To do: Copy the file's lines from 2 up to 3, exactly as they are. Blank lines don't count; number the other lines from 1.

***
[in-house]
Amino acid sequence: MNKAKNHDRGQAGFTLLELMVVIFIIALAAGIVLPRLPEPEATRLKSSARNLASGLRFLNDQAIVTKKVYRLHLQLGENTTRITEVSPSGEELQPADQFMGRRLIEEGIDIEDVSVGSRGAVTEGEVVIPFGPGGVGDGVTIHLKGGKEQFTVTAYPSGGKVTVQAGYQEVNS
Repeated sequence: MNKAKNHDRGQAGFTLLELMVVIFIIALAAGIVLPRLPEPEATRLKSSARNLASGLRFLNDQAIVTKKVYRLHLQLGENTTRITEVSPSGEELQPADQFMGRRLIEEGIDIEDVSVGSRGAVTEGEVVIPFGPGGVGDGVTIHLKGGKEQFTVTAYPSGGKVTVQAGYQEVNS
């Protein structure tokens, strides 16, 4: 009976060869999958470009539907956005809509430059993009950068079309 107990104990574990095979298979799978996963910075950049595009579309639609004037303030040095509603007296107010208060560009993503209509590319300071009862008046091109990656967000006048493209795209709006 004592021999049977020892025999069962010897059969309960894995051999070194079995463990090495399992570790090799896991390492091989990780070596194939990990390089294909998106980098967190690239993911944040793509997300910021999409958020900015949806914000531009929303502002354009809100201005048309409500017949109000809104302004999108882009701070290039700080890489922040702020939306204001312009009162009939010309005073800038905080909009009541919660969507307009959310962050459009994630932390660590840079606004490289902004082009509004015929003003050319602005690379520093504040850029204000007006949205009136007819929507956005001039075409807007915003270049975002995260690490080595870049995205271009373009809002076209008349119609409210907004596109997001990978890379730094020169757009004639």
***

Amino acid sequence: MNKAKNHDRGQAGFTLLELMVVIFIIALAAGIVLPRLPEPEATRLKSSARNLASGLRFLNDQAIVTKKVYRLHLQLGENTTRITEVSPSGEELQPADQFMGRRLIEEGIDIEDVSVGSRGAVTEGEVVIPFGPGGVGDGVTIHLKGGKEQFTVTAYPSGGKVTVQAGYQEVNS
Repeated sequence: MNKAKNHDRGQAGFTLLELMVVIFIIALAAGIVLPRLPEPEATRLKSSARNLASGLRFLNDQAIVTKKVYRLHLQLGENTTRITEVSPSGEELQPADQFMGRRLIEEGIDIEDVSVGSRGAVTEGEVVIPFGPGGVGDGVTIHLKGGKEQFTVTAYPSGGKVTVQAGYQEVNS